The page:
Director of Electric Policy, Energy Innovation
PacifiCorp can make low cost debt financing available to cover the costs of non-depreciated coal assets, he said. In many states, legislation is needed to make it available, but the legislation can allocate part of the savings to funds for transitioning communities."
O'Boyle, Varadarajan, Hughes and Fisher all agree that PacifiCorp needs to do more modeling to identify the right reliability resources.
"We have seen bids in response to Xcel Energy's technology neutral solicitation come in way below estimates for wind, solar, wind plus storage and solar plus storage," O'Boyle said. "PacifiCorp can do the same kind of solicitation for reliability services."
On financing strategies like securitization, "the first question is whether customers should pay," he said. "The utility's decision to invest in coal may have been imprudent, considering the directions of renewables costs and public policy. Disallowing recovery of stranded costs for imprudent investments is a legitimate regulatory and legal option."
"The PacifiCorp analysis is not surprising, and shows it needs to focus on what comes next for reliability and for equitably transitioning the communities around its coal plants."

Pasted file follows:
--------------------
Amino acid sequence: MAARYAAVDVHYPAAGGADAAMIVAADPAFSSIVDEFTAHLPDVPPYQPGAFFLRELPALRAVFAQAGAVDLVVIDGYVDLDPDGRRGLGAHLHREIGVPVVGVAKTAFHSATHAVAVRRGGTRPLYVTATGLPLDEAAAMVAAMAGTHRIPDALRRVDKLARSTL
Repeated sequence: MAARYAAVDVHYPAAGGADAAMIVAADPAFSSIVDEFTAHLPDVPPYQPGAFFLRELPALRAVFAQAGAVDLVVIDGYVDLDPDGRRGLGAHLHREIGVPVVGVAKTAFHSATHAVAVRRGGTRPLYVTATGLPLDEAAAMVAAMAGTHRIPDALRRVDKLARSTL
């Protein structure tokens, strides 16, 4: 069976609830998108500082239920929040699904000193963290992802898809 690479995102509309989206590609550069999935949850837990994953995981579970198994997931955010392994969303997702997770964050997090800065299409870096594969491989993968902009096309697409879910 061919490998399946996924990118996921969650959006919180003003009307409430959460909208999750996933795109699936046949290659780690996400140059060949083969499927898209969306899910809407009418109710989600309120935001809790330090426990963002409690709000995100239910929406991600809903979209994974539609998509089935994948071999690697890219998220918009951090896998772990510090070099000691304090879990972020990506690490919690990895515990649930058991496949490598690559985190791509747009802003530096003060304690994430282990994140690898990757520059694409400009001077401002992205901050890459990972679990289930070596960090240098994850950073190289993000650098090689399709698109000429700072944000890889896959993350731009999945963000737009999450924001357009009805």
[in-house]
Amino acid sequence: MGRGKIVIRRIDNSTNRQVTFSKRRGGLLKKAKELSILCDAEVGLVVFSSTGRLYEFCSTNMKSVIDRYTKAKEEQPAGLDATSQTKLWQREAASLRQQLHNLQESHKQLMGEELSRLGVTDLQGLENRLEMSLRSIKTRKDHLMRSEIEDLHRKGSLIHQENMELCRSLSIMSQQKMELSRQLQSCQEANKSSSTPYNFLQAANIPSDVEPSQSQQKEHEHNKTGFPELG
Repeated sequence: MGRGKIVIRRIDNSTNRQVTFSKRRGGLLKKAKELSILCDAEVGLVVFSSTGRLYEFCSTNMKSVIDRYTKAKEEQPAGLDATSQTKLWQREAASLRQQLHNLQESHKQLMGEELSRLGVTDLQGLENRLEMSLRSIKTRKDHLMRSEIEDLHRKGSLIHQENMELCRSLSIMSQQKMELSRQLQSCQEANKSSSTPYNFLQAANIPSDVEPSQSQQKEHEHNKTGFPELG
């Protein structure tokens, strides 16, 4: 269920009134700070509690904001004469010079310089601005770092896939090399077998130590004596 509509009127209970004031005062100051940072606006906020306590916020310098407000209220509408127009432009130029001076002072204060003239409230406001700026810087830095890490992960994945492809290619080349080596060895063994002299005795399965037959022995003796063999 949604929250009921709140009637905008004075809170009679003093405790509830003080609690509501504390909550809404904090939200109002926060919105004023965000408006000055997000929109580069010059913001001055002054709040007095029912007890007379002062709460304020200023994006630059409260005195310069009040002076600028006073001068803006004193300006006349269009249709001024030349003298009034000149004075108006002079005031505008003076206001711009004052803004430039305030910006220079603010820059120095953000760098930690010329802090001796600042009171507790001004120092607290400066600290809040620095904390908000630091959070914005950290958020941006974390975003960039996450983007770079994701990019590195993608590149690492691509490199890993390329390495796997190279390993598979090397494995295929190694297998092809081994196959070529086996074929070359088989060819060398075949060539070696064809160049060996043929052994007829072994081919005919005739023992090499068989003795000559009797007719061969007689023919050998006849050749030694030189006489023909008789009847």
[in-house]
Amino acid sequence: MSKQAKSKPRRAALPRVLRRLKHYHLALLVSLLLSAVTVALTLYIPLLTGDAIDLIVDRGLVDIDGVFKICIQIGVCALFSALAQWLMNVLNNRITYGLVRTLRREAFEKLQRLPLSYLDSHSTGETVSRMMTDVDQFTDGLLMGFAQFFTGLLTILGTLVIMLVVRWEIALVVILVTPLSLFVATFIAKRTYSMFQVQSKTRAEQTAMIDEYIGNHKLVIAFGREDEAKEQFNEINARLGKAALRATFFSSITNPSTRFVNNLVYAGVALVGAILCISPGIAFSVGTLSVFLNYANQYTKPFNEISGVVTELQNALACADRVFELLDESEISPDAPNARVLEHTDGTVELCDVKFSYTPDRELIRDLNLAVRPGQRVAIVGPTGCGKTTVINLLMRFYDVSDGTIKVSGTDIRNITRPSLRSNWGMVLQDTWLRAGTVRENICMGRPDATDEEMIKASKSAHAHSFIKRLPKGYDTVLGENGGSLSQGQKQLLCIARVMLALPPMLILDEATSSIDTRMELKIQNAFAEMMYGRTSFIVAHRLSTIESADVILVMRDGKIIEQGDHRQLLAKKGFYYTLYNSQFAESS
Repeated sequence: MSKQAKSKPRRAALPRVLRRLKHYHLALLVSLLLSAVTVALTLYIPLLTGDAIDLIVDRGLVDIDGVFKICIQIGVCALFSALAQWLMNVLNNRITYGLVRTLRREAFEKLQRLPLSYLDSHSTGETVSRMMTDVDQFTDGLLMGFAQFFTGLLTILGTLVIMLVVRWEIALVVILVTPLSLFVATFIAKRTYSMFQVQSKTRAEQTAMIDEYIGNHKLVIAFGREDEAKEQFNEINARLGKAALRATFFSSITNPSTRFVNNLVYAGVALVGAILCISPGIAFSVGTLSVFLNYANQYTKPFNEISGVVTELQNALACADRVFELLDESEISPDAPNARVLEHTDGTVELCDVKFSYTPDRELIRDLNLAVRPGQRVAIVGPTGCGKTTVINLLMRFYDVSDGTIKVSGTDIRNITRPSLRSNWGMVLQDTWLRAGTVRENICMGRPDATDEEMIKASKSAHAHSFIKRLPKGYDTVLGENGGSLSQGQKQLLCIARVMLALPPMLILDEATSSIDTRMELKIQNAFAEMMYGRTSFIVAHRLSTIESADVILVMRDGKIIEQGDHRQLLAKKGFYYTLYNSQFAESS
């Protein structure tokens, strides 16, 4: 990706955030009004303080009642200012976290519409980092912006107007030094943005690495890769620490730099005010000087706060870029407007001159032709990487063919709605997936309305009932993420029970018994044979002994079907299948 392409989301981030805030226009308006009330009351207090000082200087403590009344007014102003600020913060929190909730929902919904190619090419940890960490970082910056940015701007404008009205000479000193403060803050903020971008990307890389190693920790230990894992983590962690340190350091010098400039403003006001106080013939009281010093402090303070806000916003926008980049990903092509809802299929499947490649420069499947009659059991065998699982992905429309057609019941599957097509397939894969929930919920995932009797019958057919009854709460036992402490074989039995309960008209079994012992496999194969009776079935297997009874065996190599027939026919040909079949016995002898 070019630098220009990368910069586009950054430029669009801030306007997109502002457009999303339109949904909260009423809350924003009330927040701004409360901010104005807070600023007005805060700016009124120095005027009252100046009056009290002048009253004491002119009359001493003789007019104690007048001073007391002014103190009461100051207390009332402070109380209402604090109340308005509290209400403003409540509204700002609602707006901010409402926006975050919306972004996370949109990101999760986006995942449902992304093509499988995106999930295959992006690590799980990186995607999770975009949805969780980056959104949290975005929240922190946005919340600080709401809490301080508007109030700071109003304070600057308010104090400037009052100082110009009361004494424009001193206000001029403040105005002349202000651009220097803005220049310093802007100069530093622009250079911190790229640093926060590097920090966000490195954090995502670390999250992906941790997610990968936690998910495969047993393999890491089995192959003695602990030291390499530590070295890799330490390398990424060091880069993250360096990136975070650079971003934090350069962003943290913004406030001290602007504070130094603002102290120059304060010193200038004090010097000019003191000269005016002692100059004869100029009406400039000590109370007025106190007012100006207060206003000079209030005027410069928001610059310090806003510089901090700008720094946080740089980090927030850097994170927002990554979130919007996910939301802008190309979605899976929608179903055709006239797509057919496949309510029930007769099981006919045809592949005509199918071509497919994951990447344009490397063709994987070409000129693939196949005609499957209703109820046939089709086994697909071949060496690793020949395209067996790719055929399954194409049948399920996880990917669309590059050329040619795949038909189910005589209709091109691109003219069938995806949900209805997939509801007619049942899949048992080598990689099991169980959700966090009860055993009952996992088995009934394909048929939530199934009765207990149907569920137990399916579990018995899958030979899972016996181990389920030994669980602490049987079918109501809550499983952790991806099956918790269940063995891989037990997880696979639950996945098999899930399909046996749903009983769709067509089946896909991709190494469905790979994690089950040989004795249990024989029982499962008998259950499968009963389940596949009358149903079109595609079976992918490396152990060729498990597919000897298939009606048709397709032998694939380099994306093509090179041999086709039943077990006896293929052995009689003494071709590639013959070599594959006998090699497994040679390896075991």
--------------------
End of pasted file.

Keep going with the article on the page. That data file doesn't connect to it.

Technology Analyst, Energy Innovation
If policymakers decide customers should pay, there are better approaches than leaving the costs in the rate base until the depreciation schedule is met, while the utility continues to earn a return, O'Boyle said. "That 10% or more return is a high cost of capital for an unproductive asset."
One option is accelerated depreciation, which raises costs in the short term, but reduces long-term costs. Another is financing mechanisms like securitization that "can reduce interest rates to 3% or 4%, with low risk, if they are structured right," he added.
"The PacifiCorp analysis is not surprising, and shows it needs to focus on what comes next for reliability and for equitably transitioning the communities around its coal plants," Energy Innovation's Mahajan added. "It also shows the economics are shifting, and any forward-thinking utility will want to minimize coal."
Correction: An earlier version of this article misidentified Dave Robertson. He is the vice president of public policy at Portland General Electric.